How does PISA assess science literacy?
OECD. Organisation for Economic Cooperation and Development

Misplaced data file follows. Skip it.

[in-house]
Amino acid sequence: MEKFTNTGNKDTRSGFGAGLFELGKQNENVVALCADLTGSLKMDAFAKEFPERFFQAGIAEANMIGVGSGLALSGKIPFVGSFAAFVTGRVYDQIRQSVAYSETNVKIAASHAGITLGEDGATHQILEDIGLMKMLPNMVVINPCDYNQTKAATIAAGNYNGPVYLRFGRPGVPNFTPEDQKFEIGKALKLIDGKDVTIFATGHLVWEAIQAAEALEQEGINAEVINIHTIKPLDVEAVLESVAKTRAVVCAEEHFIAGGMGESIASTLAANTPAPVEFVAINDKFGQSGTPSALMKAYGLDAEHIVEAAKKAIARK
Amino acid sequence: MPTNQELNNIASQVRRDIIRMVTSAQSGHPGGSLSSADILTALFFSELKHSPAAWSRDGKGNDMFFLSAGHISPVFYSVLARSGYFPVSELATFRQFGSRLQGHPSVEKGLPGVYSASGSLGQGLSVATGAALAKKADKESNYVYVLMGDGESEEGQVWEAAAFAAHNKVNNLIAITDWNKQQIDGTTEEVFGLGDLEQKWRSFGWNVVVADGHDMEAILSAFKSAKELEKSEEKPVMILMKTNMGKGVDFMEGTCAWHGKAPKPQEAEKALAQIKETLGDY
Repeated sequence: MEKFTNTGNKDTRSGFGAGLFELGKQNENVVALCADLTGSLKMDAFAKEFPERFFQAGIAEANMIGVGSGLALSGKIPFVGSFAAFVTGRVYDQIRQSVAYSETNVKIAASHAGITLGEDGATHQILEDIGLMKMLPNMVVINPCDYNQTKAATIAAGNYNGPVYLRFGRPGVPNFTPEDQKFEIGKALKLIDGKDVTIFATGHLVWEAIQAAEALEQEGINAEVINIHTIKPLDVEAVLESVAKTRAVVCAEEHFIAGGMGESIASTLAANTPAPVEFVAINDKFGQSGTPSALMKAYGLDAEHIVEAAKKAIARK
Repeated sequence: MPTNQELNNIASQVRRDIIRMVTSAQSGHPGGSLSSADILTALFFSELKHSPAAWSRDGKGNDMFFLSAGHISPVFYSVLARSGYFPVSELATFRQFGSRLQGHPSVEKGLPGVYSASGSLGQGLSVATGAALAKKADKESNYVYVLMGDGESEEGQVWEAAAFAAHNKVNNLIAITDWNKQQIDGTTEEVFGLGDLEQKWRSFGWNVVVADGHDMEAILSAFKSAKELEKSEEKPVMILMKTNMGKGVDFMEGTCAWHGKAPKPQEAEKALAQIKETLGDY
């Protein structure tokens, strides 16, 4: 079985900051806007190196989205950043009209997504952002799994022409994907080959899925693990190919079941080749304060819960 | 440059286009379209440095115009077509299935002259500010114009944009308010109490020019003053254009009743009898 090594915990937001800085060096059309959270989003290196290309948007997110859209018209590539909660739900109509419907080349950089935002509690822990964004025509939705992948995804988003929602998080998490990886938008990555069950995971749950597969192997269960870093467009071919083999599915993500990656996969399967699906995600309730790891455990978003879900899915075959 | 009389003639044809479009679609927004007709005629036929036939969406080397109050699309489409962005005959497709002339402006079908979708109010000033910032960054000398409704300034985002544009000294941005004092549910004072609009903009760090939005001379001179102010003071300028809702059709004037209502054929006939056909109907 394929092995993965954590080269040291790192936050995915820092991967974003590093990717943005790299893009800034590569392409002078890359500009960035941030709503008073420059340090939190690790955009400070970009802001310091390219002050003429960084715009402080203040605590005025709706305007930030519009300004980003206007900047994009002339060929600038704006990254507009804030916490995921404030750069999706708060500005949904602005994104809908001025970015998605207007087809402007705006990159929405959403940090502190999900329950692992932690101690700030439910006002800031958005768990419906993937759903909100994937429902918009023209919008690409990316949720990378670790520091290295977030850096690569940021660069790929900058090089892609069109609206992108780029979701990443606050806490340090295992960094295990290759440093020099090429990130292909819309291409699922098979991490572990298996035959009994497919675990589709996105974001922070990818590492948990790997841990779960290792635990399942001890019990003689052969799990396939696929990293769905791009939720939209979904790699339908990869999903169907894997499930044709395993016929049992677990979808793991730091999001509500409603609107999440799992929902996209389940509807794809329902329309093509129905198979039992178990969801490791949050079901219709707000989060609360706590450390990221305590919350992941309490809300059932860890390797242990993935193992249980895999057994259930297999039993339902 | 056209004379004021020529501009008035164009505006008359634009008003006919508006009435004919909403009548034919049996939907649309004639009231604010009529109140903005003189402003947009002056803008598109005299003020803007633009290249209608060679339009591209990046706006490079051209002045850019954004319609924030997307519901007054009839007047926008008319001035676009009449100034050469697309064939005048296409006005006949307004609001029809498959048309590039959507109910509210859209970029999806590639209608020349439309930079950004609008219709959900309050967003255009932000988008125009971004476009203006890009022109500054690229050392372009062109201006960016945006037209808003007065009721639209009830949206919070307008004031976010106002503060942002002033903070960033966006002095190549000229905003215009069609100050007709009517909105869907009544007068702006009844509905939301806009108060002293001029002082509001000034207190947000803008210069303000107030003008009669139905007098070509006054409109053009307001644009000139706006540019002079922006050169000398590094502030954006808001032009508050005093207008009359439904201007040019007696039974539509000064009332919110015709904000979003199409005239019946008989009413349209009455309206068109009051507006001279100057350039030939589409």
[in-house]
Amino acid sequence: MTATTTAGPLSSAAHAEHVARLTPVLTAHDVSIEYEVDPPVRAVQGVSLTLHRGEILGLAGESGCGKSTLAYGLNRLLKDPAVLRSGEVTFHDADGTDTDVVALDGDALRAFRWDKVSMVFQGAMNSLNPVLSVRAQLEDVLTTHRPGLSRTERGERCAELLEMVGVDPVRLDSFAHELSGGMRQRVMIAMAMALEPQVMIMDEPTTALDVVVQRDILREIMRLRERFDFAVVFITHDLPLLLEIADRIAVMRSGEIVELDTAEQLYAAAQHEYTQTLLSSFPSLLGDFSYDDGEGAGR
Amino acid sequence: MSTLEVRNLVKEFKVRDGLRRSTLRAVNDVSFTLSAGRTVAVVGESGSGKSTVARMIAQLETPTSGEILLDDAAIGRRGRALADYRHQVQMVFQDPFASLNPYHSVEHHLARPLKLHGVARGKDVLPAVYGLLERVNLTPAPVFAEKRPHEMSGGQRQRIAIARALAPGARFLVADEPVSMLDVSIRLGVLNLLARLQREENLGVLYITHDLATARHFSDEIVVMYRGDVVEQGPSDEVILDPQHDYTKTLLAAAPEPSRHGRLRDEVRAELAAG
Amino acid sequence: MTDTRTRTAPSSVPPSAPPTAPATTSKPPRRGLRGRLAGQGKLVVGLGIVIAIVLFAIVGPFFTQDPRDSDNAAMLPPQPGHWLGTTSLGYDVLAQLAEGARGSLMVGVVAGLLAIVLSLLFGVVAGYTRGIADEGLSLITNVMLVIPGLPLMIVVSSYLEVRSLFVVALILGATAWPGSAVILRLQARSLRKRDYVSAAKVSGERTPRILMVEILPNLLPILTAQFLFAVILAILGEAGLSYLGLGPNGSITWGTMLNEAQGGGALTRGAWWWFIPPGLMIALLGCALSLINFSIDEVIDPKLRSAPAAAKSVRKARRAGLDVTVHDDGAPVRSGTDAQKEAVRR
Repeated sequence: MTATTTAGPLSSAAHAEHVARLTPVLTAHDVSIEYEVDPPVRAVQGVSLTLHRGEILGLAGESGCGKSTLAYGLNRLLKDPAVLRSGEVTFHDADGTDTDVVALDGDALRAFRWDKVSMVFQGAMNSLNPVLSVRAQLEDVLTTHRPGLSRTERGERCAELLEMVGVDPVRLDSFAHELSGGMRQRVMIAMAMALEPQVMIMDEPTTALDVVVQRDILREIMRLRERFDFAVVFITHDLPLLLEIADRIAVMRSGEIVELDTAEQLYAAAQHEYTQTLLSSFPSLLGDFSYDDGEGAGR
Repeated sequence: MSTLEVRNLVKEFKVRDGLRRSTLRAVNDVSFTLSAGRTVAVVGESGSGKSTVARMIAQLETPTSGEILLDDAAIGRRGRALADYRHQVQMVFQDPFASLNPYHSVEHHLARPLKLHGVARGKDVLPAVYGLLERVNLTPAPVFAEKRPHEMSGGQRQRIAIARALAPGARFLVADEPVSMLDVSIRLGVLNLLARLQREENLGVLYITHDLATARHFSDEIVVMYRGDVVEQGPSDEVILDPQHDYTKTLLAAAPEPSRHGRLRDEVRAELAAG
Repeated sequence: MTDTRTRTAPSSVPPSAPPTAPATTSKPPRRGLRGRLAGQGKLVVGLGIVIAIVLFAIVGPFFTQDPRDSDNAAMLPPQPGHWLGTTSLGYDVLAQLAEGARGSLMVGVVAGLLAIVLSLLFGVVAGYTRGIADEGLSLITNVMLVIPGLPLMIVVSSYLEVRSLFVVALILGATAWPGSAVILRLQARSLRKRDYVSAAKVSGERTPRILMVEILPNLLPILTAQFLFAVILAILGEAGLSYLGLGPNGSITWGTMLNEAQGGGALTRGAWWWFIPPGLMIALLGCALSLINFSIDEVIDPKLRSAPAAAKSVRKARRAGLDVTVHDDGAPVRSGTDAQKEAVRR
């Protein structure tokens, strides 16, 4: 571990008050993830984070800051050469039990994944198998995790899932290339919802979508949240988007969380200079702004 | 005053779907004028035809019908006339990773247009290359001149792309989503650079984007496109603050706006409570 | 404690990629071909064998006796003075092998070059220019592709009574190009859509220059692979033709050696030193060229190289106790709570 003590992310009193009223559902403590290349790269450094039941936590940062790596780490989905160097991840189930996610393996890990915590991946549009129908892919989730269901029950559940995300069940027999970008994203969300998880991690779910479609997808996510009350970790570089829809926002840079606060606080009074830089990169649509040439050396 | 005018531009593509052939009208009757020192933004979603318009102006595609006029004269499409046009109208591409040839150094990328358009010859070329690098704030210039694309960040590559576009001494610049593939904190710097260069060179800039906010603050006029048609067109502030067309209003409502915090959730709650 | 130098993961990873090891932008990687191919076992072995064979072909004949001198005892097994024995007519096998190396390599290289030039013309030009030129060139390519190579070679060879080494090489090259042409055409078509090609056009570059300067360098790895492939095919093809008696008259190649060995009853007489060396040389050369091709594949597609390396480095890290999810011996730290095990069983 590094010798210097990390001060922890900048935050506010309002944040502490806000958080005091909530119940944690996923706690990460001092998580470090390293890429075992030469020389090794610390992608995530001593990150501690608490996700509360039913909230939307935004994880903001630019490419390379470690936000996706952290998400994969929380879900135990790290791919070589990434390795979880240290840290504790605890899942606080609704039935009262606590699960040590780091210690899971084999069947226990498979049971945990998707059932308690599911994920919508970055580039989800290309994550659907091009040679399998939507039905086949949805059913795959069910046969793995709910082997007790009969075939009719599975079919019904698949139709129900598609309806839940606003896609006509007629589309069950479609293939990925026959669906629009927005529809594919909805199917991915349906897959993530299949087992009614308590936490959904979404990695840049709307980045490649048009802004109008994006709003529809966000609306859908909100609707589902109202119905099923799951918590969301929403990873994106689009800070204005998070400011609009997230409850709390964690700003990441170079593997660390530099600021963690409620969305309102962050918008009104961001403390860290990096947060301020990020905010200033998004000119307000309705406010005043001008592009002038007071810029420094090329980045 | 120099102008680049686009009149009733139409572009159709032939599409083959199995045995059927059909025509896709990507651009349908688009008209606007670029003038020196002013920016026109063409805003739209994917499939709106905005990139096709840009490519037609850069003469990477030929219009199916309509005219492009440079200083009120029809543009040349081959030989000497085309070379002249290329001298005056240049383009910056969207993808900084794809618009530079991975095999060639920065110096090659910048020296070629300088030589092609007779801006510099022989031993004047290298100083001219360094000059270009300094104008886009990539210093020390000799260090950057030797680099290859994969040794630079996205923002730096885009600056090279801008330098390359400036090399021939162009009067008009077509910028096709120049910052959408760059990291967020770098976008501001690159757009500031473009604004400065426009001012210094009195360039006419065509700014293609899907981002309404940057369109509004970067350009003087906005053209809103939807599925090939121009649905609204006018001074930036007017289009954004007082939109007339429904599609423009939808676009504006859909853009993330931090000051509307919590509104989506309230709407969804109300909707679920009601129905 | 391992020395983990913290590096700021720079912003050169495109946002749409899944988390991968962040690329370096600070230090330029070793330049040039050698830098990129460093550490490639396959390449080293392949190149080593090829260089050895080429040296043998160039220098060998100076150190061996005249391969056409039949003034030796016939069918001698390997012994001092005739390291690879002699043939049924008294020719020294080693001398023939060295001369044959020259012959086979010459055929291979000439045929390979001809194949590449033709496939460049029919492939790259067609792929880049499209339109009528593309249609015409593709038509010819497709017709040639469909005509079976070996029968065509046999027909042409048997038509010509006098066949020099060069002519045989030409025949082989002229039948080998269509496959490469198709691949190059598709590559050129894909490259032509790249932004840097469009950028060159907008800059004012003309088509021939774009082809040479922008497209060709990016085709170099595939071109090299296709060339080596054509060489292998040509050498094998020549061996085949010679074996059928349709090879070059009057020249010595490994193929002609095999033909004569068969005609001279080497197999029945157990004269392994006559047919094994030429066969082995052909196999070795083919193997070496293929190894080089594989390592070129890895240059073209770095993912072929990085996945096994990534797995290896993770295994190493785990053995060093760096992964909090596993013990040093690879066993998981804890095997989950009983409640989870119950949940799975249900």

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Every three years, in December, it’s PISA time around the world. The education community in participating economies eagerly awaits the latest results from the OECD Programme for International Student Assessment (coming out on 6 December this year) to see how their school systems compare with others across the globe. The most recent round of the assessment, PISA 2015, focused on 15-year-olds’ science literacy, defined as “the ability to engage with science-related issues, and with the ideas of science, as a reflective citizen”. To succeed on the PISA science test, students had to display their mastery of three skills: explaining phenomena scientifically (based on knowledge of scientific facts and ideas), evaluating and designing scientific enquiry, and interpreting data and evidence scientifically. As this definition makes clear, remembering that a free-falling object on Earth has an acceleration of 9.8m/s2, or what the difference between bacteria and viruses is, will not necessarily be rewarded with a high score in PISA (although it might be important to know those facts too). Rather, PISA emphasises that a science-literate person is one who uses that knowledge to navigate through today’s world; and that all of us sometimes need to “think like a scientist” – to weigh evidence and come to a conclusion, and to understand that scientific “truth” may change over time, as new discoveries are made – particularly when we engage with science-related issues. And science-related issues are ubiquitous. Every day, the public is bombarded with new messages based on science – from the advertising claims that a toothpaste kills “99% of bacteria” to the nutritional information on packaged food or the report about the latest Mars mission in the evening news. An understanding of science, and of science-based technology, is necessary not only for those whose careers depend on it directly, but also for any citizen who wishes to make informed decisions related to the many controversial issues under debate today – from more personal concerns, such as maintaining a healthy diet, to local dilemmas, such as how to manage waste in big cities, to more global and far-reaching considerations, such as the costs and benefits of genetically modified crops or how to prevent and mitigate the catastrophic consequences of global warming.